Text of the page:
Manifold growth in Uefa clubs’ finances: Report
UEFA’s Financial Fair Play regulations have created a more stable and sustainable financial position for European top-division clubs. Between 2010 and 2016,…
UEFA’s Financial Fair Play regulations have created a more stable and sustainable financial position for European top-division clubs.
Between 2010 and 2016, European club football has witnessed an overall growth in revenue heads except for donations, grants, and other one-off revenues. The revenue from every other head has shown a significant growth. Clubs’ income from gate receipts is up by 7%, sponsorship and commercial revenues have grown at 59%, TV revenues during the period have registered a 64% growth, transfer income is up 105% and UEFA prize money and solidarity payments have accounted a rise of 106%. Only the revenues from the less significant and less reliable heads like donations, grant, and other one-off opportunities have seen a decline 12%.
The information is revealed in UEFA’s ninth club licensing benchmarking report on European club football – The European Club Footballing Landscape.
The report again highlights how UEFA’s Financial Fair Play regulations have transformed football finances, creating a more stable and sustainable financial position for European top-division clubs. The report indicates a continuity in the positive revenue, investment and profitability trends.
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The report has highlighted a sequence of positivity in football clubs finances in Europe in the wake of the Financial Fair Play regulations.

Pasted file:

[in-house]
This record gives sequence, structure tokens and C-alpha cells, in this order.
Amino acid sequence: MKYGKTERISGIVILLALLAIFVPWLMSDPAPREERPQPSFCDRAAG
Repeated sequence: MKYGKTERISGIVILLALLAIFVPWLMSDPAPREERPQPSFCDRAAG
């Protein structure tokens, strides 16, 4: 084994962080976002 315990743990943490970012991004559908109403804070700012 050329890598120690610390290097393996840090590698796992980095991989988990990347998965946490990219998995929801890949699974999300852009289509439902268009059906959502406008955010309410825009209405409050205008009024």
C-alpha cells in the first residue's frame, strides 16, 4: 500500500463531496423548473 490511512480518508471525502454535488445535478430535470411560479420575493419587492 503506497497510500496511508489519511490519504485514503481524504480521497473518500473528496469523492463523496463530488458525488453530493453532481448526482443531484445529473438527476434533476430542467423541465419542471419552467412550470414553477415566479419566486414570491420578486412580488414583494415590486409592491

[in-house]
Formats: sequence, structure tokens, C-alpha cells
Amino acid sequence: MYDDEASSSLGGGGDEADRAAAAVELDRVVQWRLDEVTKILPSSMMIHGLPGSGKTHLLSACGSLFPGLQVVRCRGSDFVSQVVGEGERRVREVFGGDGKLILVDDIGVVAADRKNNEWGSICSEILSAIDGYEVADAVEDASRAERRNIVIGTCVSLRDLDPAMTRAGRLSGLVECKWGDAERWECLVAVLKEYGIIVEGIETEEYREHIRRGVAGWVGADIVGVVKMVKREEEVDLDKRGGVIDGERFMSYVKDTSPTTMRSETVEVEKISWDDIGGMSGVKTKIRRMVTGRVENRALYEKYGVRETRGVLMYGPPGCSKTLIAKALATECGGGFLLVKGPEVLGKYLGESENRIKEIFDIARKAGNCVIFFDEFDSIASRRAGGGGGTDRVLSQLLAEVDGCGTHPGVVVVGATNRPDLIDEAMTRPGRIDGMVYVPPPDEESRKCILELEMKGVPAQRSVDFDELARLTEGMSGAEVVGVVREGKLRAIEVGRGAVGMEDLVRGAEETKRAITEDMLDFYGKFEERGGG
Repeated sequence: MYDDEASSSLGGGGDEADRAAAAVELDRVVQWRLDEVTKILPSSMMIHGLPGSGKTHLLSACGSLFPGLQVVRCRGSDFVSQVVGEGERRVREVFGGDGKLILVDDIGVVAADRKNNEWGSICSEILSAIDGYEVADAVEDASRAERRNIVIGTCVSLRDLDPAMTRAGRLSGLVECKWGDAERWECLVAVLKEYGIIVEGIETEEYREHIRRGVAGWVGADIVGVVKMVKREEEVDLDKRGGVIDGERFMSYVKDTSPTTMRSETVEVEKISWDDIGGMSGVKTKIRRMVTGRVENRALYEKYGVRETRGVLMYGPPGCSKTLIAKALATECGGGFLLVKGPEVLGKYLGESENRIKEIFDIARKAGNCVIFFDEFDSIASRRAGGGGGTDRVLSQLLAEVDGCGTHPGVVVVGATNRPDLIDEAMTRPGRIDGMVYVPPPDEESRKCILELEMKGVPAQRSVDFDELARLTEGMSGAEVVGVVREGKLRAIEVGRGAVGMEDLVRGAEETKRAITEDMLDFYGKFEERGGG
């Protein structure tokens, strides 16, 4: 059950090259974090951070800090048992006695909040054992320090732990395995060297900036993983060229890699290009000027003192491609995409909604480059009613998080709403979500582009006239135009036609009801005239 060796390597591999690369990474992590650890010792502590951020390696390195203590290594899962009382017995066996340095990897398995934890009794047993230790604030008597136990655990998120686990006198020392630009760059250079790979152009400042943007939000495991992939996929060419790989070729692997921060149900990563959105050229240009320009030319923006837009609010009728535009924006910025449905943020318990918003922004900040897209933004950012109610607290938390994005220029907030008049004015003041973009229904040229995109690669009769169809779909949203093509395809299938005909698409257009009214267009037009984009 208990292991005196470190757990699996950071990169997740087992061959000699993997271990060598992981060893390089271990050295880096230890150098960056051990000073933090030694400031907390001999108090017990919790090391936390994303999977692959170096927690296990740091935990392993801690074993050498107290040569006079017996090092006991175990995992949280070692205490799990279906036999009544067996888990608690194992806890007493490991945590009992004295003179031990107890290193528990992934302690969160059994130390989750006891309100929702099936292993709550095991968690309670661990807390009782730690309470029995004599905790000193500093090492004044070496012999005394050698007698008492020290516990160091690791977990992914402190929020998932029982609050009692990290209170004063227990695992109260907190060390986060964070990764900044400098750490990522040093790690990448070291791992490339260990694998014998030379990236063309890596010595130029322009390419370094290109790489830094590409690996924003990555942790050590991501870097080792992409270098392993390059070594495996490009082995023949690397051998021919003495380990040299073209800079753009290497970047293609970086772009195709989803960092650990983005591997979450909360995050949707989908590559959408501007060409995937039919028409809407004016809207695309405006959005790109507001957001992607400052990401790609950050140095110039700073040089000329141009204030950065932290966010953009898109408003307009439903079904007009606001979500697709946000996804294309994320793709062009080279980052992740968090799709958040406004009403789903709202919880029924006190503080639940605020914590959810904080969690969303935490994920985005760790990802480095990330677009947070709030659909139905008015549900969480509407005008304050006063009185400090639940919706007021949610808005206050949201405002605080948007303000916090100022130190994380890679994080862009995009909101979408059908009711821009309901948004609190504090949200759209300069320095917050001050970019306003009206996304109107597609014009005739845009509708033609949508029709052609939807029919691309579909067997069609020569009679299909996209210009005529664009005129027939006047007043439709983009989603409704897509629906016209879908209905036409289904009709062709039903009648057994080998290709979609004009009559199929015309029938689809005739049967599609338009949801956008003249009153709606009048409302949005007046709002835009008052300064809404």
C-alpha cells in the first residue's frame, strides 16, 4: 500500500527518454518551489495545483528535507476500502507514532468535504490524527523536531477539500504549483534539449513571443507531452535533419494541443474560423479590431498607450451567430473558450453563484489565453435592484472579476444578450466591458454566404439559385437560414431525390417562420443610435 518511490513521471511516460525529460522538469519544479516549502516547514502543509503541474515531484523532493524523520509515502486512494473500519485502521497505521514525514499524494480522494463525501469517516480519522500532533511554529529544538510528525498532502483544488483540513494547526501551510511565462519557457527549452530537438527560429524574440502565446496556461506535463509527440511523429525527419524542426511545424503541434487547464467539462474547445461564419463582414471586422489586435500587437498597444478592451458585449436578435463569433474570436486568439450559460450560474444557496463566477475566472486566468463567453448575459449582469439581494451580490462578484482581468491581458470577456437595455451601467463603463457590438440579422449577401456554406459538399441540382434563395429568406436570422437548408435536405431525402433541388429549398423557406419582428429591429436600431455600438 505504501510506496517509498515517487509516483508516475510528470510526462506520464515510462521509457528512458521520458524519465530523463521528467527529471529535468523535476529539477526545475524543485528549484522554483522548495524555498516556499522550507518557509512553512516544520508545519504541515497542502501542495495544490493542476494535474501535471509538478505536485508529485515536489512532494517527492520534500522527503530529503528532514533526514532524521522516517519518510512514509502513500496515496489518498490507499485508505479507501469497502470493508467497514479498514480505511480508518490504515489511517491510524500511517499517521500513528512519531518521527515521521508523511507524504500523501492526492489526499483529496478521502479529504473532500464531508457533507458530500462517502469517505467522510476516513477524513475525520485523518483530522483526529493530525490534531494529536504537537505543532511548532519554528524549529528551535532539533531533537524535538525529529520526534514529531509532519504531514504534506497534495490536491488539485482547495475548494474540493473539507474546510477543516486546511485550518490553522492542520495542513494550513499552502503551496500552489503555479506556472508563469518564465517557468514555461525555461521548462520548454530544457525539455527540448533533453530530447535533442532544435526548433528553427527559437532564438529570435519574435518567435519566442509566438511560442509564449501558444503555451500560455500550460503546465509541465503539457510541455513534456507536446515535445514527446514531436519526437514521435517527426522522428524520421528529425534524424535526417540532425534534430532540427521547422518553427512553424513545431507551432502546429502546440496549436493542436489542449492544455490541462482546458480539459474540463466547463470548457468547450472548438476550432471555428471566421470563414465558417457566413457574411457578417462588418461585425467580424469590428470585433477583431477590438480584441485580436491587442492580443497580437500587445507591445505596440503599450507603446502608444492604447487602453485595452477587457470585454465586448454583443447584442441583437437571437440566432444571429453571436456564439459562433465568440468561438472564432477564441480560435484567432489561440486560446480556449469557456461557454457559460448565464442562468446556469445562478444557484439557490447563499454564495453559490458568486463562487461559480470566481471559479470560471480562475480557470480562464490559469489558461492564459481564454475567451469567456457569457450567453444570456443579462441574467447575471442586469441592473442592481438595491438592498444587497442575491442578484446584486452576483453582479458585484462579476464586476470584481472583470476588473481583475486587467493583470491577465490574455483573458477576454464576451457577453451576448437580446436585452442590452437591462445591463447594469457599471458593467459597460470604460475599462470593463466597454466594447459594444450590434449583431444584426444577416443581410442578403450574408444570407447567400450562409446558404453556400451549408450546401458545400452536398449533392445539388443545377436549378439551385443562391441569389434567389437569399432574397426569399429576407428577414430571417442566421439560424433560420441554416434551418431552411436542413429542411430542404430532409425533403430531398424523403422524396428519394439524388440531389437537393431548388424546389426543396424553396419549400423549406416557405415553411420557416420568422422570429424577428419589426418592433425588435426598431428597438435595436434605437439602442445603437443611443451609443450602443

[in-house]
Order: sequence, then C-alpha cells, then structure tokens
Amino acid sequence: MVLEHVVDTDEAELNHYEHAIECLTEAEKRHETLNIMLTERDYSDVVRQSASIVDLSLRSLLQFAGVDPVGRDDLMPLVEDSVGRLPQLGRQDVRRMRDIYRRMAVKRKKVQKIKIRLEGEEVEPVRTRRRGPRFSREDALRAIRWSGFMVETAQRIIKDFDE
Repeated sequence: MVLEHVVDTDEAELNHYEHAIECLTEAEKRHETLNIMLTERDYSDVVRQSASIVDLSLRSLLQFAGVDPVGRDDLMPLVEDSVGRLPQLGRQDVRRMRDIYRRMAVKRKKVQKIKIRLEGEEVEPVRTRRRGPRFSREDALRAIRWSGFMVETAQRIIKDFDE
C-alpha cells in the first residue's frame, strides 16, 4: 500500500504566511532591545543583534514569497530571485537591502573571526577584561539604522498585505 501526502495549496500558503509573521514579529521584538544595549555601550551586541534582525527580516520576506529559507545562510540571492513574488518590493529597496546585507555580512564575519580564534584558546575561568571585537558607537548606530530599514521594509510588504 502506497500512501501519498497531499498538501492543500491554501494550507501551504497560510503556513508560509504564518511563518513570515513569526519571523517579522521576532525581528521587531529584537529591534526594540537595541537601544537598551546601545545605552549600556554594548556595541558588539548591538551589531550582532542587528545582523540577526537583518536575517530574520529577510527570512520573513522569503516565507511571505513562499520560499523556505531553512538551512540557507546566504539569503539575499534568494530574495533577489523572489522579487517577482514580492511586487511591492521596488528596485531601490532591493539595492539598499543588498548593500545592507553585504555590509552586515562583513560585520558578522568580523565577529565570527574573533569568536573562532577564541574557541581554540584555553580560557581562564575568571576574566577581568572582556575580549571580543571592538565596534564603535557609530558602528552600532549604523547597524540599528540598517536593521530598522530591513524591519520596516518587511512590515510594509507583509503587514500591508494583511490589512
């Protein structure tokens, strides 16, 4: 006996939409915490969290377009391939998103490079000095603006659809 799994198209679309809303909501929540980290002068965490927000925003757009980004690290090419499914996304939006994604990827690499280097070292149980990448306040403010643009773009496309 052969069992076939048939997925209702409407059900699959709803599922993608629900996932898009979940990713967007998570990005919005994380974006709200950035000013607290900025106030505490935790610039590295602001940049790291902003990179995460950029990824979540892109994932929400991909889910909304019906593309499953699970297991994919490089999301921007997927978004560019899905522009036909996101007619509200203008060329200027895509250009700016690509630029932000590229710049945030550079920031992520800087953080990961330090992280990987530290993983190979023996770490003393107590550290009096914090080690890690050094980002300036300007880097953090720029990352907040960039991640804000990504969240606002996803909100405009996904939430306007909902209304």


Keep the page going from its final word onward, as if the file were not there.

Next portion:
The report builds on those of previous years, setting discussions about competitive balance in context by documenting the different aspects of financial polarisation, with Aleksander Čeferin stating: “The data from this report and other research from our new intelligence center helps inform our decision-making. Once more, we cannot help but note that the polarisation of commercial and sponsorship revenues between the top tier of clubs and the rest is accelerating. As the guardians of the game, UEFA must ensure that football remains competitive even as financial gaps are augmented by globalization and technological change.”
Here are some other key findings from the report:
• The wide disparity in TV revenues continues to be the main differentiating factor between leagues, with TV deals in the ‘big 6’ leagues generating 11 times the revenue of those in the other 48.
• Clubs’ ability to leverage their brands is the single most important differentiating factor between the top dozen clubs and the rest. Looking back across the last two business cycles (2010 to 2016), the 12 largest and most global clubs have generated an extraordinary €1.58bn increase in income from their sponsorship deals and commercial activities. This compares with increases of just €700m for the rest of Europe’s top-division clubs combined.
The report has focused beyond the pure financial metrics. The study indicates that across the ‘top 15’ European leagues, 40 clubs have been taken over by foreign investors since 2010, with China the most active in the last two seasons. Since 2016, more than 70% of all foreign takeovers in the ‘top 15’ leagues have involved Chinese investors. In this period, Chinese owners have taken over clubs in the English Premier League and Championship, Italy’s Serie A, France’s Ligue 1, Spain’s La Liga and the Netherland’s Eredivisie.
Social media analysis, states the report, highlights the rise of player brands. The 20 top club brands still welcome higher numbers of Facebook followers than their top players, the top 20 player brands now have more than 50% more Twitter followers than their clubs.
This report covers the financial developments of 681 top-division clubs across more than 50 leagues and documents the growing financial polarisation between clubs and their diverging business models